I woke covered with sweat. Although I couldn’t find sleep anymore, I remained lying on the hard, damp mattress, listening to the silence. Outside, the town was asleep, but I could feel her breathing, the very soft groaning of living beings dreaming together. The window was wide open. There was nothing between me and the outside night except an old mosquito net dangling from the window frame. The lack of streetlights made the room dark yet familiar, like an old coin in your pocket whose shape and touch you know without needing to see it. I finally rose up and crossed the room to the window, avoiding carefully the stool and the jar of water standing at the foot of the bed. I pushed aside the mosquito net and sat down, my back leaning against the window jamb. The air was slightly more fresh and breathable here. As I lit a cigarette, the moon suddenly appeared out of nowhere and showed me the bare street at my feet.
I smoked my cigarette slowly and silently, still listening to the sleepy town, then lit another one. The street was empty, except for a man coming from the plaza, walking quietly along the white crumbling wall. Then, all of a sudden, another man sprung out of the shadow of a porch. He looked rather small and fragile, and was wearing a palm sombrero. As he hurried to catch up with the first man, there was a flash of moonlight in his right hand. I held my breath as they both stopped walking, the short one facing the back of the other, who was standing without a movement. They were talking, but too softly for me to hear what they were saying. I imagined the fear of the tall one, the cold touch of the unknown weapon at his back, and hoped they wouldn’t see me staring at them.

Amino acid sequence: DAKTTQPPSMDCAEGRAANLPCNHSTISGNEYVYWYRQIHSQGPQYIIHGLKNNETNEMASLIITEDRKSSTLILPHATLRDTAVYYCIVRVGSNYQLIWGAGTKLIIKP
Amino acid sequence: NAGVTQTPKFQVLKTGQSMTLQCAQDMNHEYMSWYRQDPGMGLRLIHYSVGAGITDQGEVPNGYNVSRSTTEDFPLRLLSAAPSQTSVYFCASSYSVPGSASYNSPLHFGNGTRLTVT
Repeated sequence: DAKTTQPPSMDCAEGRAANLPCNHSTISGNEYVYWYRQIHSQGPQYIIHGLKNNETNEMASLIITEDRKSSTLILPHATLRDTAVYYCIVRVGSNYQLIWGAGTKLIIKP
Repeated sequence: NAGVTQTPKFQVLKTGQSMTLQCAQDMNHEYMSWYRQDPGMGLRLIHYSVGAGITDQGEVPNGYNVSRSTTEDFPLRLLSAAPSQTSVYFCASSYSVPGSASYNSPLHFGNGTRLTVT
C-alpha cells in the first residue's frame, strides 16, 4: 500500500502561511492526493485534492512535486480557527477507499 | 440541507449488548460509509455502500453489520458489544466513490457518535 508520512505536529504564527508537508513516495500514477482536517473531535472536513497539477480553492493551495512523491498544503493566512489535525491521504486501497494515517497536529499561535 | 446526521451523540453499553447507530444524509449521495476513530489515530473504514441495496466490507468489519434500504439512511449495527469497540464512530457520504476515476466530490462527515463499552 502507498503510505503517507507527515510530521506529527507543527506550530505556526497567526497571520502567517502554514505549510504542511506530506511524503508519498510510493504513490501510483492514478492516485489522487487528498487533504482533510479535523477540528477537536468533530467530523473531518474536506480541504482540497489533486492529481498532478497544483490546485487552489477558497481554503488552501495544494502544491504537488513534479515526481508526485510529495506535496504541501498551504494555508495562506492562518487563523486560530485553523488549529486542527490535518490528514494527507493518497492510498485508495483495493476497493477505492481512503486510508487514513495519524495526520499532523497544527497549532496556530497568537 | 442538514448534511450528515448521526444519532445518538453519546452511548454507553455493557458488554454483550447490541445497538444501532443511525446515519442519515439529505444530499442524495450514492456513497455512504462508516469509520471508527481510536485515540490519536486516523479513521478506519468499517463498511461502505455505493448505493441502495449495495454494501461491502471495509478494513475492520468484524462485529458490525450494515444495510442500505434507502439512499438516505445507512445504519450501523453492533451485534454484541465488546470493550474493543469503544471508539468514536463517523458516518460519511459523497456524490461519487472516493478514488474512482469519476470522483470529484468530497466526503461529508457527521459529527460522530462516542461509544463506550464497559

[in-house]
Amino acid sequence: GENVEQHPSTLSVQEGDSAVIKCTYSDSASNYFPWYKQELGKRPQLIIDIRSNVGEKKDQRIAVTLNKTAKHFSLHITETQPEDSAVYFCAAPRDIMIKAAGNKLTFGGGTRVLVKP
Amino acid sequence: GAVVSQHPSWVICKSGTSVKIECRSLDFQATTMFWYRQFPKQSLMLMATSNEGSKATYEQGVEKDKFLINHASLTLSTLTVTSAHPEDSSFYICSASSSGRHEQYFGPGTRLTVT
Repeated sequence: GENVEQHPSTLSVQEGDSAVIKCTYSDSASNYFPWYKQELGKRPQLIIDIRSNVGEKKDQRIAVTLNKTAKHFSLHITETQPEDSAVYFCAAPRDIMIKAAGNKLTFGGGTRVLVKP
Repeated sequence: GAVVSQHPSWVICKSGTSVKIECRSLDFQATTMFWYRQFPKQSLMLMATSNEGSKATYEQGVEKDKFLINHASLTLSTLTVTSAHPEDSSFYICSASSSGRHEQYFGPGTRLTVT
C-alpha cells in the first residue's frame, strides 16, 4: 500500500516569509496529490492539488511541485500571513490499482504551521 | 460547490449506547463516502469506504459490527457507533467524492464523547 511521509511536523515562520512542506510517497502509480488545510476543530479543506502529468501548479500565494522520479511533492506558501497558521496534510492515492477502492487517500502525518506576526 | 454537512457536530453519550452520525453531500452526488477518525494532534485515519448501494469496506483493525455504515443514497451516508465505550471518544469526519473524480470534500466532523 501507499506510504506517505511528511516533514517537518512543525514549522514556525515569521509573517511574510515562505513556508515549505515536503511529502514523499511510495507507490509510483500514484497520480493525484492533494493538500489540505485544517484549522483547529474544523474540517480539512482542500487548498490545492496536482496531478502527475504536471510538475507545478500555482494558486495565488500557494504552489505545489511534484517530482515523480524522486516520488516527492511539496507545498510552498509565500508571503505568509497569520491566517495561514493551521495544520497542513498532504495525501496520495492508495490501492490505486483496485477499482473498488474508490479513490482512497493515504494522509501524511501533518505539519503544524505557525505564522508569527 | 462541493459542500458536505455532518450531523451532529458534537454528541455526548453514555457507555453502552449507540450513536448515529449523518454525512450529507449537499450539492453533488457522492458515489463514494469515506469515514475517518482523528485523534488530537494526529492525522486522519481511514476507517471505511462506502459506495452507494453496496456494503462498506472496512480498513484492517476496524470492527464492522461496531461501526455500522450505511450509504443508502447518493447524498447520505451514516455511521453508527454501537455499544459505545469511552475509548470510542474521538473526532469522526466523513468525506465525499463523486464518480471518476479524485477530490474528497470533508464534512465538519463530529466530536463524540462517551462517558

Then the tall one turned around, and I clearly saw the large machete the short one was holding. To my surprise, the tall man lit a match and held it close to his eyes, looking as if he wanted to burn himself. The light made him squint, and the other one forced his eyelids open with two of his fingers, standing on tiptoe, with the threatening machete still in hand. The flame burned the fingers of the tall one and he dropped the match, leaving the moon as the only source of light. Then another match was struck, and the strange scene replayed itself. This time the one with the machete grabbed the other’s sleeve and forced him to kneel down, then brought his weapon close to the eyes of the man. For a split second I thought he was going to kill him, but then he had let him go and had vanished into the darkness, as if he had never been here at all. Alone in the dark street, leaning against the wall, the tall man was holding his head in his hands, stumbling and falling like a newborn. He staggered along the street, and then was gone too.
I lit another cigarette, listening to the silence.